Women’s History Month: Women Pioneers in Mental Health
March is Women’s History month, presenting the perfect opportunity for us over here at Michigan Psychological Careto celebrate the exceptional women who have helped make the field of psychology and mental health what it is today. In today’s article, we will be discussing just a few of these amazing women and their achievements that have advanced the mental health field and opened up more opportunities for those needing psychological and mental health help.
Nellie Bly (born under the name Elizabeth Jane Cochran) was an investigative reported who posed as a person needing severe mental health help in order to get herself admitted to a mental hospital she heard was providing their patients with horrible conditions to live with.
Bly spent ten days in that mental hospital, reporting the things she experienced and went through in an exposé in New York World. This daring act kick-started critical mental health care reform, helping ensure the safety and fair treatment of the mentally ill.
Chances are, if you have taken any sort of psychology class, you have heard of Sigmund Freud. But did you know that his daughter, Anna Freud, made critical contributions to the field, as well? Anna Freud implemented a major push in study children’s psychoanalysis, which led to huge advancements in the field of psychology.
Marie Nyswander was another mental health pioneer. As an American psychiatrist, she decided to place her focus in advancing the treatments available for drug addicts. Nyswander developed and promoted an effective heroine addiction treatment known as methadone, granting those suffering from a heroine addiction a hope they never had before.
As a psychoanalyst and author, Melanie Klein was a pioneer in child psychoanalysis. She spent hour after hour observing her children throughout their days and decided to publish a paper on her findings. This paper focused on the subject of play, and suggested that the act of play can be a great opportunity to observe a child’s unconscious behaviors.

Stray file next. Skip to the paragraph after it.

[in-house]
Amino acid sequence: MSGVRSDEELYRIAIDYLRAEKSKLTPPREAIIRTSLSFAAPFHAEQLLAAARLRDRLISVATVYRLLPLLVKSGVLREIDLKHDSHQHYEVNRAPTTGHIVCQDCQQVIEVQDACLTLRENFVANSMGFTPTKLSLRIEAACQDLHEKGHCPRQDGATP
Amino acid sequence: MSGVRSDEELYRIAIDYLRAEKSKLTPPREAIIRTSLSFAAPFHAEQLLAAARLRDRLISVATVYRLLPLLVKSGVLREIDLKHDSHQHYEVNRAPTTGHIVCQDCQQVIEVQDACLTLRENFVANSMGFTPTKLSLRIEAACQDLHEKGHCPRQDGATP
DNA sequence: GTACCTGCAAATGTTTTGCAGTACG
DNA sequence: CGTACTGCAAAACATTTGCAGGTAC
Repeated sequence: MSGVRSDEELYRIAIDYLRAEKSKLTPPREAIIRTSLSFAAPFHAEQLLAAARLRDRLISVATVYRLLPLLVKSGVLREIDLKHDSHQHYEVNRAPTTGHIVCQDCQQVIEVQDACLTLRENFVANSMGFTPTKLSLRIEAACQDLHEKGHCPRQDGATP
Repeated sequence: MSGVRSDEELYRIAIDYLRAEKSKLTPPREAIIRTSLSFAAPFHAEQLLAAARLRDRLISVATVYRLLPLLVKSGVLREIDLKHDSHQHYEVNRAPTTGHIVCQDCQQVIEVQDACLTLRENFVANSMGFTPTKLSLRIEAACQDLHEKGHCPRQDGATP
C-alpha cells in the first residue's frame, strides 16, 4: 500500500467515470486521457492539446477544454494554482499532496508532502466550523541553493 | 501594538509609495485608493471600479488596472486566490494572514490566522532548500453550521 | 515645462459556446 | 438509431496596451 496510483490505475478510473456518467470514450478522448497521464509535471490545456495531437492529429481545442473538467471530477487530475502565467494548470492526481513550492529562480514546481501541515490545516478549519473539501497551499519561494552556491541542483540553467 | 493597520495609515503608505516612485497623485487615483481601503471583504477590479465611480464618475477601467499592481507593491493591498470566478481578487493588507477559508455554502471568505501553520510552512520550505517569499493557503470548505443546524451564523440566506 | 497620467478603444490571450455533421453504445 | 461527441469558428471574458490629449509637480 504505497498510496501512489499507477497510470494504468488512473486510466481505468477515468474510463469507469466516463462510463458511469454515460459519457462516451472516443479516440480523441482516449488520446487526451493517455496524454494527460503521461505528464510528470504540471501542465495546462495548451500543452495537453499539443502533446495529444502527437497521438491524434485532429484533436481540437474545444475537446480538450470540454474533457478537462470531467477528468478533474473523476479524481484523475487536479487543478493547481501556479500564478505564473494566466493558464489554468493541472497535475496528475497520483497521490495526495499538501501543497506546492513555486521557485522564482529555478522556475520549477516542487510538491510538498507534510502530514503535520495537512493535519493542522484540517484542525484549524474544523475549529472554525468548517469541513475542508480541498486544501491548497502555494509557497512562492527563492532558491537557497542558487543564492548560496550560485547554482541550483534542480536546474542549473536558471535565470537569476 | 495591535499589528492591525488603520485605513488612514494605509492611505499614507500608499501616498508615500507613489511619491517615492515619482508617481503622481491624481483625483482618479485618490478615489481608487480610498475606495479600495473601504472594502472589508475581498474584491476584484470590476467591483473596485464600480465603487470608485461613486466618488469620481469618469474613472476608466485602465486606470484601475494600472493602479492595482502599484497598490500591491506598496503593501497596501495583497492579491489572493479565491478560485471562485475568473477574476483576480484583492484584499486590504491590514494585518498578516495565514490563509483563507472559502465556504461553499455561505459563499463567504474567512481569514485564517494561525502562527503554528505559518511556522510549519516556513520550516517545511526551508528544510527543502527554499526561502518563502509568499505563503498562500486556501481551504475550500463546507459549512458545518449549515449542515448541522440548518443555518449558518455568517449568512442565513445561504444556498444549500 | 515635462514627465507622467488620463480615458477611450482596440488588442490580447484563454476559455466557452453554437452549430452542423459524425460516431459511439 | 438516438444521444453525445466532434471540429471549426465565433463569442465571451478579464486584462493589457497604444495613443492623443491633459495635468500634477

Mamie Phipps Clark
Mamie Phipps Clark, along with her husband, Kenneth Clark, were the first African-Americans to be granted a PhD in psychology from Columbia University. Phipps Clark obtained a master’s degree prior to her PhD in which her master’s thesis focused on “The Development of Consciousness of Self in Negro Preschool Children”. This work continued to develop into the doll experiments that are famous for exposing internalized racism and the negative impacts of segregation.
Leta Stetter Hollingworth
Leta Stetter Hollingworth was New York City’s first civil service psychologist, as she opted to work in the Bellevue Hospital to run its lab. Hollingworth was a huge advocate for the field of psychology and placed her focus on women, intellect, and gifted children.
Hollingworth was a significant voice that stood against the “variability hypothesis” that suggested men were either significantly superior or inferior to women physically and psychologically while women were all considered to be average unless they were menstruating, during which the hypothesis wrote women off as essentially invalid. Hollingworth did not believe this hypothesis for a minute, arguing that the average woman would have an equal mental capacity as the average man would.
Keywords: mental healthcare, women, reform, psychology